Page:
13. The apparatus of claim 12, wherein the light source includes at least one infrared heating lamp.
14. The apparatus of claim 12, further comprising a transparent window, wherein:
the transparent window is sized such that light from the light source passes through the transparent window and illuminates at least a circular area,
the circular area is located on a wafer reference plane that is substantially perpendicular to the center axis,
the wafer reference plane is offset from the second base aperture and the transparent window is interposed between the reference plane and the second base aperture,
the circular area is centered on the center axis, and
the circular area is at least as large as a nominal semiconductor wafer size that the apparatus is sized to process.
15. The apparatus of claim 1, wherein:
the apparatus illuminates at least a circular area in a substantially uniform manner when the apparatus is interfaced with a light source that is substantially centered on the center axis and that at least directs light towards the at least one inner reflector and the second base aperture, and
the circular area is located on a wafer reference plane that is substantially perpendicular to the center axis and offset from the second base aperture in a direction away from the at least one inner reflector.
16. The apparatus of claim 15, wherein:
the circular area has a diameter selected from the group consisting of: approximately 300 mm and approximately 450 mm.
17. The apparatus of claim 15, wherein:
the substantially uniform manner correlates with an illumination intensity in one or more wavelengths selected from the range of wavelengths from 700 nm to 1 mm that causes a semiconductor wafer located on the wafer reference plane and within the circular area to experience edge-to-center heating that has a uniformity of ±5° C.
18. The apparatus of claim 1, further comprising:
a semiconductor wafer loadlock with a wafer support surface inside the loadlock; and
a transparent window, wherein:
the outer reflector and the at least one inner reflector are positioned such that the wafer support surface is substantially perpendicular to the center axis and the second base aperture is closer to the wafer support surface than the first base aperture, and
the transparent window is interposed between the at least one inner reflector and the wafer support surface.
19. The apparatus of claim 18, wherein:
the wafer support surface is provided by a heated wafer support, and
the heated wafer support has an internal heater configured to heat the heated wafer support from within.
20. An apparatus for use with semiconductor processing equipment, the apparatus comprising:
an outer reflector having a reflective, substantially conical interior surface;
at least one inner reflector having a reflective, substantially conical exterior surface; and
a transparent window spanning across a base of the outer reflector, wherein:
the substantially conical interior surface and the at least one substantially conical exterior surface taper in the same direction,
the at least one inner reflector is located within a volume bounded by the substantially conical interior surface,
the at least one conical exterior surface and the substantially conical interior surface have cone axes that are substantially coaxial with one another, and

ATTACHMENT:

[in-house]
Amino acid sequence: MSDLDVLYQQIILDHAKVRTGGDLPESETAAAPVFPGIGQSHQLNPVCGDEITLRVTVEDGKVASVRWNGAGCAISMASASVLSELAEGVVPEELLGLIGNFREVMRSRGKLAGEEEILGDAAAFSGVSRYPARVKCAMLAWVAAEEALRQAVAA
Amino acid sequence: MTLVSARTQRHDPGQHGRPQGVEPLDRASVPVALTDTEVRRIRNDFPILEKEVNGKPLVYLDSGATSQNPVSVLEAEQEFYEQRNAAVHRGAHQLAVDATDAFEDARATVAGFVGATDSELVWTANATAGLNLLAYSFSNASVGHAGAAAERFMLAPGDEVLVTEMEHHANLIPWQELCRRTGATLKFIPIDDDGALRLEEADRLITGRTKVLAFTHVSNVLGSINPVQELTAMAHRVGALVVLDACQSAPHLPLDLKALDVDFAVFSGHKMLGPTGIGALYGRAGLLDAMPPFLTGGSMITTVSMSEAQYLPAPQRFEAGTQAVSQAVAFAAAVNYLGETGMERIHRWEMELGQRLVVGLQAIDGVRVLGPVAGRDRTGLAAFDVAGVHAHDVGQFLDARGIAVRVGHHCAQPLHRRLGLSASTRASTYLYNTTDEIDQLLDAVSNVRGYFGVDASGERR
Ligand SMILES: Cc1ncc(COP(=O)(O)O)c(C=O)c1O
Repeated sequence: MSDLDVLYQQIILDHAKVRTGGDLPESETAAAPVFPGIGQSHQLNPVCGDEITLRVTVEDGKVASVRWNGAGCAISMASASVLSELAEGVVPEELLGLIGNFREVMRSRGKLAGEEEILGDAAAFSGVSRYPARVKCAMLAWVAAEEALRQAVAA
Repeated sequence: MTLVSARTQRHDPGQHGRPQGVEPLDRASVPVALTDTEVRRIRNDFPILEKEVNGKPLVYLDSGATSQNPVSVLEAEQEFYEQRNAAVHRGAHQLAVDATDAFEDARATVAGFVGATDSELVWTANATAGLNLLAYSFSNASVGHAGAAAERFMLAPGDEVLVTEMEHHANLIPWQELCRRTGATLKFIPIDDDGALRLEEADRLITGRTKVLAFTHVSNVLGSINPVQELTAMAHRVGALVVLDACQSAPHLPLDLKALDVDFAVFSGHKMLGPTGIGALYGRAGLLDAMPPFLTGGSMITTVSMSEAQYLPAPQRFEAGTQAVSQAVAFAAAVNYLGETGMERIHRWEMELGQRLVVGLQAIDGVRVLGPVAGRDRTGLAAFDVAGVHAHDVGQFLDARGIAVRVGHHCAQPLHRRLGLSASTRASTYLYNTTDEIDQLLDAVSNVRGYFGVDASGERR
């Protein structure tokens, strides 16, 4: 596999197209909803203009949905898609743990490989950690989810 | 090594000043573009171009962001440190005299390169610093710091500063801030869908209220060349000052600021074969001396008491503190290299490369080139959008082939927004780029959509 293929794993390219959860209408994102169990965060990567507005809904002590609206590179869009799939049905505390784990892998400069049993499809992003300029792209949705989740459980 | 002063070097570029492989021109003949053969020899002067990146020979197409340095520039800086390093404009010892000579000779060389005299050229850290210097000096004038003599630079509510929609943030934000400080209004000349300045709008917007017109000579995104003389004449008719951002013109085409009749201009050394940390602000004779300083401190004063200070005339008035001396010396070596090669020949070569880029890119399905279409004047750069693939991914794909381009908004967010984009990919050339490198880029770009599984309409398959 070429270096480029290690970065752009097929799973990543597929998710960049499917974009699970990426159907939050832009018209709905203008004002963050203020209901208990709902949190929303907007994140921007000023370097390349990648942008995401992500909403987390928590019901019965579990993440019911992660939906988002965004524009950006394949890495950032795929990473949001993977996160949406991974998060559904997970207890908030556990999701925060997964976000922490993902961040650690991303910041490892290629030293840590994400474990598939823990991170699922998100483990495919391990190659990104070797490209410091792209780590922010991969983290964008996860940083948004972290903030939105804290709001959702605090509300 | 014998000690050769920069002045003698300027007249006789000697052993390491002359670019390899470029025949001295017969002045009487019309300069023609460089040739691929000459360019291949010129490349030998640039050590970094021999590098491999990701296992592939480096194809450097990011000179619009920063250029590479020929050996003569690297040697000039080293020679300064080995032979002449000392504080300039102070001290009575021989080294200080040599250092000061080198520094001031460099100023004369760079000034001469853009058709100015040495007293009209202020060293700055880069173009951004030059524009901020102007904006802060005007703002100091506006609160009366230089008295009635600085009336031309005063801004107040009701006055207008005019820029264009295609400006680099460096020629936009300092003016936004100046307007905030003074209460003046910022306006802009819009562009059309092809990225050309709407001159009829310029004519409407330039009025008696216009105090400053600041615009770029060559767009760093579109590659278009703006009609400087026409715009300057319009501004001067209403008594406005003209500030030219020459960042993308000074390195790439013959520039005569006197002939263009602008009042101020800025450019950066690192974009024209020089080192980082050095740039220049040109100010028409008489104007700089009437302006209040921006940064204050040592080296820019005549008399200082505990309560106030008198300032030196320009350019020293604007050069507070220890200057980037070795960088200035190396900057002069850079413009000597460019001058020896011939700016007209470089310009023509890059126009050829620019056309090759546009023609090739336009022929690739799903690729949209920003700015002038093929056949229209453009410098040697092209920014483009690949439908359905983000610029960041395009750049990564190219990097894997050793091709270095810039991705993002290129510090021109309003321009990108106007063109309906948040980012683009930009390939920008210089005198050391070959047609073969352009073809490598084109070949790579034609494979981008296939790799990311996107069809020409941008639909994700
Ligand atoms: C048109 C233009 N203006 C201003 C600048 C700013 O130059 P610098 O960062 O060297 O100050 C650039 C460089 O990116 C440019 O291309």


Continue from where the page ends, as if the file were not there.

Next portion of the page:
the at least one substantially conical exterior surface prevents substantially all light travelling parallel to the cone axes and within a cylindrical volume bounded by an outermost perimeter of the at least one conical exterior surface from reaching the transparent window without first reflecting at least once off of at least one surface selected from the group consisting of: the conical interior surface and the at least one conical exterior surface when the light originates from a location substantially centered on the cone axes and located such that the at least one inner reflector is interposed between the transparent window and the location.
21. An apparatus for use with semiconductor processing equipment, the apparatus comprising:
an outer reflector having a reflective, substantially conical interior surface; and
at least one inner reflector having a reflective, substantially conical exterior surface having a smaller base aperture and a larger base aperture, wherein:
the substantially conical interior surface and the at least one substantially conical exterior surface taper in the same direction,
the at least one inner reflector is located within a volume bounded by the substantially conical interior surface,
the at least one substantially conical exterior surface and the substantially conical interior surface have cone axes that are substantially coaxial with one another, and substantially conical exterior surface and the substantially conical interior surface are configured to cause light emitted from a light source, when the light source is centered on the cone axes and offset along the cone axes from the substantially conical interior surface such that the light source is further from the larger base aperture than from the smaller base aperture, to be reflected such that light from the light source that emanates closer to the cone axes is substantially distributed across an annular region on a plane offset from the larger base aperture in a direction away from the light source and such that light from the light source that emanates further from the cone axes is substantially distributed across a circular region on the plane and within or overlapping with the annular region.